• September 30th, 2020

Opinion: Denied citizenship, living in destitution

Earlier this week I visited relatives in Ohangwena region, and the following demise was narrated to me. An elderly past her 70s, and his 50-something son live a pauper life, close to nothing at all, just because they do not hold any Namibian national documents. Their demise started long ago in the 70s, when the mother and the only son left for Angola, as everyone else was leaving for exile. In Angola she would become an unrecognised refugee. 

At some point, her narration made reference to how she become an aid to hungry SWAPO freedom fighters, the likes of the late Hidipo Hamutenya and so on, with whom she ascended from the same village in Namibia. At independence, she could not return with other refugees who fled Namibia at the time, thus she stayed behind in Angola. 

Her health deteriorated as she aged, and she started thinking of coming back home to Namibia. In 2016 after making contact with her nephew who is a cross-border truck driver, she got in contact with her surviving two sisters and two brothers back in Namibia, and she arranged to visit Namibia. Upon her return, she could not secure all necessary documentation to apply for a formal citizenship application back in Namibia.

This happened as so many of our people are still illiterate, have low understanding of laws and policies governing us, thus have no knowledge of what documents to acquire before they could return. 
Despite now living with her surviving sister, who is unemployed and dependent as well, life has not been easy for her. She could not register for old-age pension, nor could she seek employment either.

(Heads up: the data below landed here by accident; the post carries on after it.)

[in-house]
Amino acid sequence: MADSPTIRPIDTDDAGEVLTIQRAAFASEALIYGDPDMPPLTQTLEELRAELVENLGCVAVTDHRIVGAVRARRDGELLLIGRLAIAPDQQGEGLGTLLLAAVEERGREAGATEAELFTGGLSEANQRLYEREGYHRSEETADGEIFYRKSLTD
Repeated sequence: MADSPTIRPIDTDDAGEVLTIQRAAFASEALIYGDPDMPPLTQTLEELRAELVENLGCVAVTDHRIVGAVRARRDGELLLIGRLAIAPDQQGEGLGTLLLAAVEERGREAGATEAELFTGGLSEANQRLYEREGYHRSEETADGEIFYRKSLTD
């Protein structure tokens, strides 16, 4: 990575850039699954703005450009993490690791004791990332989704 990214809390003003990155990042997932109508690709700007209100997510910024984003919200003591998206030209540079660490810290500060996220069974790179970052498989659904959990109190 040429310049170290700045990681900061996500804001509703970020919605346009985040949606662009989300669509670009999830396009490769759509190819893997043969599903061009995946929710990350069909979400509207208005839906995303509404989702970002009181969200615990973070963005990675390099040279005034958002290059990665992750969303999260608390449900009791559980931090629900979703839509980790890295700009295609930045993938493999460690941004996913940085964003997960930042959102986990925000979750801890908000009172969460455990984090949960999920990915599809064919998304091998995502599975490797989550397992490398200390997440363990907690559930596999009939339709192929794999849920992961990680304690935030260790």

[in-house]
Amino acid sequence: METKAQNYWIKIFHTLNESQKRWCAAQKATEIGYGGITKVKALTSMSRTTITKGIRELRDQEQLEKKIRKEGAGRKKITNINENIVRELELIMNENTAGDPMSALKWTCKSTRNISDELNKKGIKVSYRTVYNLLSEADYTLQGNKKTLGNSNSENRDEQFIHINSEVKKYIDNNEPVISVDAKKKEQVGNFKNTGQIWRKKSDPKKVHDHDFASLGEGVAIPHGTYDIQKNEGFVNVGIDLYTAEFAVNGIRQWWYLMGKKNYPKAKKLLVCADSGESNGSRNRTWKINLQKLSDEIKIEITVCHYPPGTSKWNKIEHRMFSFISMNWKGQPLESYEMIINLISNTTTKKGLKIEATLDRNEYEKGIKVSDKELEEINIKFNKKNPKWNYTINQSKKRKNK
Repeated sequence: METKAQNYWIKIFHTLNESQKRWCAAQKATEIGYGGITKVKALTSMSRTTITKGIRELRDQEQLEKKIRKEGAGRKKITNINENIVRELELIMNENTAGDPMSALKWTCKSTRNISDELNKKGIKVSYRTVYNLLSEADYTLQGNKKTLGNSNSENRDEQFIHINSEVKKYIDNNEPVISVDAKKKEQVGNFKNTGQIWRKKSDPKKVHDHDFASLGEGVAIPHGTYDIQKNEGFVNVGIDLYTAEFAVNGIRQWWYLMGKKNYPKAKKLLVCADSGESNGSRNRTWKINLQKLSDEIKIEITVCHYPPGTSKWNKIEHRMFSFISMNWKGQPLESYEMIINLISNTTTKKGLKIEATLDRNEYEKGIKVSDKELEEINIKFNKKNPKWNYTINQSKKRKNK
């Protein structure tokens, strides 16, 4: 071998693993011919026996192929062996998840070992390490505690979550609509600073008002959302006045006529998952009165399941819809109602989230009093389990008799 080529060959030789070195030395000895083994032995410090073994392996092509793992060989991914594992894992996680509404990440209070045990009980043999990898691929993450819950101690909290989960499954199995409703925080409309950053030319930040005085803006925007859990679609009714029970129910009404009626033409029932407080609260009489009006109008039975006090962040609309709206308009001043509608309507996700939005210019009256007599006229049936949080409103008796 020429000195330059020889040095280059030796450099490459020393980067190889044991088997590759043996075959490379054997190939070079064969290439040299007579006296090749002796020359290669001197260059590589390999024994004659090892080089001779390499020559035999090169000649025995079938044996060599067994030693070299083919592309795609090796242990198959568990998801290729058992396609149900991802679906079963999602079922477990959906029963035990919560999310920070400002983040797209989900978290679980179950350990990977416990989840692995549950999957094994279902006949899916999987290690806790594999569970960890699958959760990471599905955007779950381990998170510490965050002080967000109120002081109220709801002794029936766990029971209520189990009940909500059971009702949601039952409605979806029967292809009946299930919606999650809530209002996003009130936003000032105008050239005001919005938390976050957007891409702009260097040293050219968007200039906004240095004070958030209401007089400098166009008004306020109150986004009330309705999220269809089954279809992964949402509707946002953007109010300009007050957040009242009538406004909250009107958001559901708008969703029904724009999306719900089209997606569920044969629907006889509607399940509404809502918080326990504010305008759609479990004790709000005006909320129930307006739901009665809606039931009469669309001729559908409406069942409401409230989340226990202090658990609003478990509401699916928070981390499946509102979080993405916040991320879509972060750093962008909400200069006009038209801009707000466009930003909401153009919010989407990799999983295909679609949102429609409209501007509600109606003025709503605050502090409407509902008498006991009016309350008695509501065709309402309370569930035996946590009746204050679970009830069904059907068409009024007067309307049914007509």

However, on the flip side, she was approached by community members that she shall register for election, with the aid of witnesses, for her to vote in this year’s November election. I advised her not to as the ministry of home Affairs refused her citizenship, despite sworn statements from her mother’s two surviving sisters, four of her siblings, the headmen and villagers who knew her from birth. Her bad health is not good for her return to Angola to seek the required documents as she is on medication. I was told she had visited Eenhana office more than five times, her fingerprints were taken, and returned positive that she is fit to be granted citizenship, but alas.

It baffles me to say why with all this evidence, sworn statements, would one refuse someone a basic document that would make one live happily. Chapter 2, Article 4 (1)(a) of the Namibian Constitution says “one is a Namibian citizen if they were born in Namibia before the date of Independence whose fathers or mothers would have been Namibian citizens at the time of the birth of such persons, if this Constitution had been in force at that time.” 

This oldie and her son were both born in Namibia; the parents lived in Namibia, her father passed away before independence, and her mother passed in 1991. All her siblings thus possess Namibian citizenship, so is her two surviving aunts (sisters to her mother). I understand there are various cases that Angolan citizens have acquired citizenship under false pretence at Eenhana before, thus the official reluctance to grant citizenship to this woman and her son. Yet for whatever reasons given I feel she is being deprived her freedom, citizenship and her life is being made hell in this situation. Her health being frail is also another reason to feel for her. 

I thus wish to call on the ministry of home affairs to look into this situation and help these individuals and many others who have similar cases. I also wish to call upon Governor Uusko Nghaamwa to address the plight of his people in a similar position. I can provide further details in this regard and can be reached at 0814395336.

*  Salomo Ndeyamunye yaNdeshimona
Educator in Oshikoto Region
P. O. Box 30030, Onankali, Cell: 0812998663/0814395336
Email: ndeshimonasn@hotmail.com

Staff Reporter
2019-11-22 08:14:12 | 10 months ago

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